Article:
Marchers

Like many of my fellow Americans, I proudly and excitedly cast my vote on November 8th only to find myself watching the election returns in horror. As state after state was announced, my excitement melted more and more into despair. I was stunned, stupefied by the unfathomable reality unfolding before me … TRUMP.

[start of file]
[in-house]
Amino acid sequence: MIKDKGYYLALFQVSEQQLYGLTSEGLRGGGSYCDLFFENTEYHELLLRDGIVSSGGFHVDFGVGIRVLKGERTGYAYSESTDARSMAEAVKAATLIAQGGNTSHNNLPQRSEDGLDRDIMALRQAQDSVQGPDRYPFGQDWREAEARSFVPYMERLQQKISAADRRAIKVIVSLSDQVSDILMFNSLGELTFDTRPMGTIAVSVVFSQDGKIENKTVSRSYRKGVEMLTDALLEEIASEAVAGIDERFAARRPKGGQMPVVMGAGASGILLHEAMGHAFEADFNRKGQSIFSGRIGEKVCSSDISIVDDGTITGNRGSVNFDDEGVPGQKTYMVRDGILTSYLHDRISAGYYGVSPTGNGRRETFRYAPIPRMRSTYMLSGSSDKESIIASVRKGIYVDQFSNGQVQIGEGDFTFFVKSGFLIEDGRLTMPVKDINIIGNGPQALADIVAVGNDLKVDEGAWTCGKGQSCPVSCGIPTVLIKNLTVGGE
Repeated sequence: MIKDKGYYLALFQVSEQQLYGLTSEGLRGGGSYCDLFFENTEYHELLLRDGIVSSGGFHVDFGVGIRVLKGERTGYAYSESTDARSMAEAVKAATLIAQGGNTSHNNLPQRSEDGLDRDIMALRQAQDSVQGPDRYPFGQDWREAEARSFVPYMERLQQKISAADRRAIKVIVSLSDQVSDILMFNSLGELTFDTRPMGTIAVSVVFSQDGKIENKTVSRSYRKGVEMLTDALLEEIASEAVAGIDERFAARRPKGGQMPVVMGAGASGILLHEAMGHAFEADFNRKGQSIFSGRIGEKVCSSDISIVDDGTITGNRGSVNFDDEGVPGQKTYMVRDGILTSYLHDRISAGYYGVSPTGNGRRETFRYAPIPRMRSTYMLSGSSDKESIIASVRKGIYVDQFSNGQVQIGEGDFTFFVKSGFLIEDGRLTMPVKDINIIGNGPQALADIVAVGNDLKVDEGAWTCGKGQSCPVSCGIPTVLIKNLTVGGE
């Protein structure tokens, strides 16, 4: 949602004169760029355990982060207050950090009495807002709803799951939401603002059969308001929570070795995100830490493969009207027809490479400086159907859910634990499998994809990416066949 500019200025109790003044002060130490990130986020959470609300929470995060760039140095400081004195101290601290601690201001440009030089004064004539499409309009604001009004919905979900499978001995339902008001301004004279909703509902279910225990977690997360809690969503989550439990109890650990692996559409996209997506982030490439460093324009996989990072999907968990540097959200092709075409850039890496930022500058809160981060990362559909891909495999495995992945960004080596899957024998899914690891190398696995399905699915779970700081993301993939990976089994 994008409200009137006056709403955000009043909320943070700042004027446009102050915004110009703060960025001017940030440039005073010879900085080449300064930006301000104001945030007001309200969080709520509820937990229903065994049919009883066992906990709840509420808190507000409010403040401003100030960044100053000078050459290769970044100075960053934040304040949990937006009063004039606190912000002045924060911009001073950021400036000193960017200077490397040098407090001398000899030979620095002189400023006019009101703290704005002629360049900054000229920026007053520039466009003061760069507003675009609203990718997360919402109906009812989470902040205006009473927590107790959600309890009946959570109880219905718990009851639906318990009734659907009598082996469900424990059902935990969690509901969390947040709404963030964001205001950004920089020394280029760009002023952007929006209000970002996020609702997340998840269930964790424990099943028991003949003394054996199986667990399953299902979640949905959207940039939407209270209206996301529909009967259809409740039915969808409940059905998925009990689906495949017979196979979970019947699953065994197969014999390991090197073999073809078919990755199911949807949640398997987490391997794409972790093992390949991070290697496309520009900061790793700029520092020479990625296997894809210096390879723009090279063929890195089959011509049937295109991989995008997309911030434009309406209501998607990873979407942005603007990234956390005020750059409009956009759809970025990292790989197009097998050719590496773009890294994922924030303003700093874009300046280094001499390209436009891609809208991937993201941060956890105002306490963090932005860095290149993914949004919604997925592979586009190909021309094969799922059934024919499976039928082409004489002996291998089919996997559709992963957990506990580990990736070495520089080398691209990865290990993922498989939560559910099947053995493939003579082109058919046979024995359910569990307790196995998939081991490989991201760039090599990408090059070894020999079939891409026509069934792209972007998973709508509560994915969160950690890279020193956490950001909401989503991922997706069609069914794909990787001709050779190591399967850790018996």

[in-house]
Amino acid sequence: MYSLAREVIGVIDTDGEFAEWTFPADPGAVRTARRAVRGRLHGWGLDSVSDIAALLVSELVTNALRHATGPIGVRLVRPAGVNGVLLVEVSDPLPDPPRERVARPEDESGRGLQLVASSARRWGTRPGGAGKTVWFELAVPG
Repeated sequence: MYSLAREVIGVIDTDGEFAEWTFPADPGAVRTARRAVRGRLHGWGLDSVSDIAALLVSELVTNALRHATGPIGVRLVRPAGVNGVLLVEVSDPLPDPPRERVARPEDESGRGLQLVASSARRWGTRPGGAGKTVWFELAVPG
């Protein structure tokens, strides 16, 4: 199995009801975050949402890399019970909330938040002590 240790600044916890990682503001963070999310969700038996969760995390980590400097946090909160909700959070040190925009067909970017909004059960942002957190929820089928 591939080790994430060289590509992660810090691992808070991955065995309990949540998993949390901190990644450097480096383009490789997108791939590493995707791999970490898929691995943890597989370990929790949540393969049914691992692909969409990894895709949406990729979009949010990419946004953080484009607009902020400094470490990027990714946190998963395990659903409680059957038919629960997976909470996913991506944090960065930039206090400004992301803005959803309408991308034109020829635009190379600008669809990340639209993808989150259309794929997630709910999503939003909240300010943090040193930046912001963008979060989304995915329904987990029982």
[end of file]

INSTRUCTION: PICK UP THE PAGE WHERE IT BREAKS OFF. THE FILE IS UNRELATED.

Here was a candidate who had run his entire campaign on misogynist, racist, xenophobic, and divisive sentiments, whose entire rhetoric violates everything that I love about America and contradicts the spirit in which this great country was founded, built, and has come to encompass as we have grown into a fuller expression of equality. Yet somehow my news feed was filled with people thanking Jesus for allowing this candidate to win, which only further fed my confusion. You see, I know Jesus, too. Not only was I raised in a Christian family and very actively involved in my local congregation from a young age, I am still a proud and devoted follower of what I believe he taught. But the Jesus I saw praised – one that could be responsible for the selection of such a man – seems so different from the Jesus I know, who appealed to the dignity and worth of every person and charged us with the responsibility of caring and providing for the sick, poor, and marginalized among us. Were we looking at the same candidate, the same Jesus? It became hard to believe that we were.